NASA called Saturn the “lord of the rings” in its recent announcement about the new image, which was taken on July 4. At that time, the planet was 839 million miles from Earth, visible as a bright point of light with the naked eye.
The photo was taken as part of the Legacy Atmospheres Outer Planets project, which is helping scientists study the gas giants of our solar system. Astronomers are eager to track the changing weather patterns and storms on Saturn to potentially understand its evolution.
The image highlights summer in the planet’s northern hemisphere, NASA said. Not only is it impressive, but it captures important details of the planet’s changing climate.
A series of small atmospheric storms are visible, as well as the color change of the bands from year to year.
The reddish haze that can be seen in the northern hemisphere may be due to increased heat from the coming sun during the summer. Heat may be affecting circulation or ice in the atmosphere, or sunlight may be affecting the production of photochemical turbidity, NASA said.
“It is surprising that even in a few years, we are seeing seasonal changes on Saturn,” said lead researcher Amy Simon of NASA’s Goddard Space Flight Center in Greenbelt, Maryland.
Alternatively, the barely visible blue hue that can be seen at the planet’s South Pole highlights how Saturn changes during winter.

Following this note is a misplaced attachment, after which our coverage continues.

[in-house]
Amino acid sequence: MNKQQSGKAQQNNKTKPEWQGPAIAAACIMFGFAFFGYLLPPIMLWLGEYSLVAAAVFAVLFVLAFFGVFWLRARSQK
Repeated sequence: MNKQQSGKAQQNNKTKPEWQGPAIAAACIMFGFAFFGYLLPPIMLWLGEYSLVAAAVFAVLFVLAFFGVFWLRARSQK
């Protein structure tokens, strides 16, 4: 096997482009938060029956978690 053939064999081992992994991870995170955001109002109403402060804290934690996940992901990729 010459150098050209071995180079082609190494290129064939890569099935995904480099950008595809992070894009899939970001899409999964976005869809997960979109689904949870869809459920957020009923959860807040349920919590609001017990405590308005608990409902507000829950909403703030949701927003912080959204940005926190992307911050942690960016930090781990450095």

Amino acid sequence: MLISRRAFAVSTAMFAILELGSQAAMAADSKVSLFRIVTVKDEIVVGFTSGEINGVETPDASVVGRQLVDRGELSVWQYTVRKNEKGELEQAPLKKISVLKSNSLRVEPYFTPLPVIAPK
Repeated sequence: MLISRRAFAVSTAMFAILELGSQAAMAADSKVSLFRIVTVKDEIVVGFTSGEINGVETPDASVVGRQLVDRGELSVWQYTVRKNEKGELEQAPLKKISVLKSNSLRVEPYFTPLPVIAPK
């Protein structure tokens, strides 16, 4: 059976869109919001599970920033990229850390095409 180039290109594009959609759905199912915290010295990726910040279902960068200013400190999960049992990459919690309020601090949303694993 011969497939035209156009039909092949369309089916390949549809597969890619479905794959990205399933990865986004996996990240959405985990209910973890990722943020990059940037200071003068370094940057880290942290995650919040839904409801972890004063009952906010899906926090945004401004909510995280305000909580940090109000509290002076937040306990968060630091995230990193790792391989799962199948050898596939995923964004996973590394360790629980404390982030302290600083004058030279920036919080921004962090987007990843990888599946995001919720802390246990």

Mimas (right) and Enceladus, two of Saturn’s 82 moons, are also clearly visible in the image. NASA has previously speculated that Enceladus, which is the point at the bottom of the image, could support life.
The planet’s famous icy rings are also visible in sharp detail.
How and when the rings were formed remains a mystery. One theory suggests that they are as old as the planet itself, just over 4 billion years old. However, the brilliance of the rings suggests that they might have formed much more recently, when dinosaurs roamed Earth.
The Hubble Space Telescope held its 30th anniversary at the beginning of this year. His successor, the powerful. James Webb Space Telescope, is slated to launch in October 2021, if the coronavirus pandemic does not delay it further.